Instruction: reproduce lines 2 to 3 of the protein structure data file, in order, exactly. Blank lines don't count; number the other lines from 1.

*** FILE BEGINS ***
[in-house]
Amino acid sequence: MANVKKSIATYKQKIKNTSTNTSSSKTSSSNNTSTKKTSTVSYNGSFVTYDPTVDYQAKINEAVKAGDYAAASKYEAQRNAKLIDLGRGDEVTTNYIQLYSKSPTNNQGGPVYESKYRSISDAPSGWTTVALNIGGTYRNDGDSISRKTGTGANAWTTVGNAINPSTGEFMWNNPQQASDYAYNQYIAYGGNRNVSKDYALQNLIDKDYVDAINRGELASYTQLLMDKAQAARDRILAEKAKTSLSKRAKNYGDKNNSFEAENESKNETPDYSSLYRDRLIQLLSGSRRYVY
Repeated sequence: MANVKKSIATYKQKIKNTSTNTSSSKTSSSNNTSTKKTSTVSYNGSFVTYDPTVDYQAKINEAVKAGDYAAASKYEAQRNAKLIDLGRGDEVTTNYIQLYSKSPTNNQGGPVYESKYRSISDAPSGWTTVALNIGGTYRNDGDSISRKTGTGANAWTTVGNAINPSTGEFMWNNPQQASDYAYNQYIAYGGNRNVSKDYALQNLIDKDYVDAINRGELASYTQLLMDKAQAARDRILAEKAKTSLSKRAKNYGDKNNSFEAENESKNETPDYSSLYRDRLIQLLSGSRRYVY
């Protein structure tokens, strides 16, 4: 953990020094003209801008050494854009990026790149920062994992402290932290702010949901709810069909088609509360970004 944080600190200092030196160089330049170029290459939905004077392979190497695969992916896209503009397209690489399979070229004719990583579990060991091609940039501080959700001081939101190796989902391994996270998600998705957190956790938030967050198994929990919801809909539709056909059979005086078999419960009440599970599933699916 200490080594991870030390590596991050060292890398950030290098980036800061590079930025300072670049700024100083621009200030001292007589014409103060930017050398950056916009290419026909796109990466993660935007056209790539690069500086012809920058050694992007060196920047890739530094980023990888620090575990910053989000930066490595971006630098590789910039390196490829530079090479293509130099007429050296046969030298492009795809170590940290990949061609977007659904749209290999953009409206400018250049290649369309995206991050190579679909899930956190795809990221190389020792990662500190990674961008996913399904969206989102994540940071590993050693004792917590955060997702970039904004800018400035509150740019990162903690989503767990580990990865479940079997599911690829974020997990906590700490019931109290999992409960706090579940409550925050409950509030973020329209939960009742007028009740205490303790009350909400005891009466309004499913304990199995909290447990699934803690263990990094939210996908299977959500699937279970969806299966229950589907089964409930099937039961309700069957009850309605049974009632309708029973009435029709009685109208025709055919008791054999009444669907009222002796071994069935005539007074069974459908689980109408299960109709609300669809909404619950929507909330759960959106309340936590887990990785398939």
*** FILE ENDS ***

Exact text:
Amino acid sequence: MANVKKSIATYKQKIKNTSTNTSSSKTSSSNNTSTKKTSTVSYNGSFVTYDPTVDYQAKINEAVKAGDYAAASKYEAQRNAKLIDLGRGDEVTTNYIQLYSKSPTNNQGGPVYESKYRSISDAPSGWTTVALNIGGTYRNDGDSISRKTGTGANAWTTVGNAINPSTGEFMWNNPQQASDYAYNQYIAYGGNRNVSKDYALQNLIDKDYVDAINRGELASYTQLLMDKAQAARDRILAEKAKTSLSKRAKNYGDKNNSFEAENESKNETPDYSSLYRDRLIQLLSGSRRYVY
Repeated sequence: MANVKKSIATYKQKIKNTSTNTSSSKTSSSNNTSTKKTSTVSYNGSFVTYDPTVDYQAKINEAVKAGDYAAASKYEAQRNAKLIDLGRGDEVTTNYIQLYSKSPTNNQGGPVYESKYRSISDAPSGWTTVALNIGGTYRNDGDSISRKTGTGANAWTTVGNAINPSTGEFMWNNPQQASDYAYNQYIAYGGNRNVSKDYALQNLIDKDYVDAINRGELASYTQLLMDKAQAARDRILAEKAKTSLSKRAKNYGDKNNSFEAENESKNETPDYSSLYRDRLIQLLSGSRRYVY